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State's distracted driving laws may get tougher

Distracted driving is involved in almost 10% of traffic fatalities in California. To help combat these car accidents, the California legislature unanimously passed a measure that would add one point to a motorist's record if they are caught texting or holding a phone while driving.

If signed into law by the governor, the measure will take effect on Jan. 1, 2021. The bill was amended in committee to allow the addition of this point only if the motorist was caught texting or holding a phone within 36 months of a previous violation.

Currently, state law allows a driver to use a telephone while driving if the device is designed and made for hands-free listening and talking. Drivers under 19-years-old cannot use any phone even if it is a hands-free device.

Since 2009, California's Wireless Communications Device Law banned motorists from writing, sending or reading text messages while driving. Drivers have been prohibited since 2017 from holding a handheld wireless phone and driving for any reason such as using map apps or listening to music.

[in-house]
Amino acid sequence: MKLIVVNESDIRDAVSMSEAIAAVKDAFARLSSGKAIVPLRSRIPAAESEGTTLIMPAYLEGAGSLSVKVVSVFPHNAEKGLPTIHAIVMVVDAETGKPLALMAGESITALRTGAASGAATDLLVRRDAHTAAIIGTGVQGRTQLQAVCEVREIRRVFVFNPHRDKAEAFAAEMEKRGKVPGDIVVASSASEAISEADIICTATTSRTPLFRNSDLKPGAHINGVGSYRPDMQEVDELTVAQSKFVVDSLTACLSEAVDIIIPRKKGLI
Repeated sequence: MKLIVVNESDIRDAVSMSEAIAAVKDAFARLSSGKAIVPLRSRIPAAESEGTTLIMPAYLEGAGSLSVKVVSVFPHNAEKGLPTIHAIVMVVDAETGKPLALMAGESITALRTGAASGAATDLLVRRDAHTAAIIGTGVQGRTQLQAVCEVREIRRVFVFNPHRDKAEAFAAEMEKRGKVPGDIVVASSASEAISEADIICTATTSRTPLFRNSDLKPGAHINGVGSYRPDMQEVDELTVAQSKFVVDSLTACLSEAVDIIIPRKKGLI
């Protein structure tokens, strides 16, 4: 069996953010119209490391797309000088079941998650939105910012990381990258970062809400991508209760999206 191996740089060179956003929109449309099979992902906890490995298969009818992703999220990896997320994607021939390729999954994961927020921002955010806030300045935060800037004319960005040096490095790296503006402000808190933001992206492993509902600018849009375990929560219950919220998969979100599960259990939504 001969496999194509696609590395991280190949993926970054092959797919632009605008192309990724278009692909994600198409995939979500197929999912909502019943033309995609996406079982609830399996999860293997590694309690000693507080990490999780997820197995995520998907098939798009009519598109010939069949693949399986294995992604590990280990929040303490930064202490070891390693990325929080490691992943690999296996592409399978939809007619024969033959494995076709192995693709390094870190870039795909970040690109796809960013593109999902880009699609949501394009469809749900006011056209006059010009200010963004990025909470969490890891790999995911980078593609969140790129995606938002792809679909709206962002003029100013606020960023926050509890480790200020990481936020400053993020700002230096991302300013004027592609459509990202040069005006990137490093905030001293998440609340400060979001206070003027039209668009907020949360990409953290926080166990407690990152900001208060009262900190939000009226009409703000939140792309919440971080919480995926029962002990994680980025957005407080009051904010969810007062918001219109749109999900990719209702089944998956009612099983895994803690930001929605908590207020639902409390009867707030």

The bill's sponsor said that these existing laws did not deter distracted driving. In 2017, there were 243,760 offenses in the state involving cell phone use. There were also 932 collisions involving distracted driving in California in 2017. Thirty-one of these crashes were fatal.

Texting while driving increases the odds of an accident by two to eight times, according to the AAA. Speaking on the phone and driving, even with a hands-free device, multiplies the risk of a crash by four.

According to a 2016 survey by the California Office of Traffic Safety, over 56% of California drivers said they were hit or nearly hit by a driver who was using a personal electronic device. Also, 40% of drivers acknowledged making driving errors while speaking on the phone.

The Department of Motor Vehicles can refuse to issue or renew a license to a driver who accumulates at least four points in 12 months, six points in 24 months or eight points in 36 months. Insurers can also change premiums based on the number of points on a driver's record.

Victims of these illegal and reckless behavior or their families may be entitled to compensation. An attorney can help pursue this right in a lawsuit

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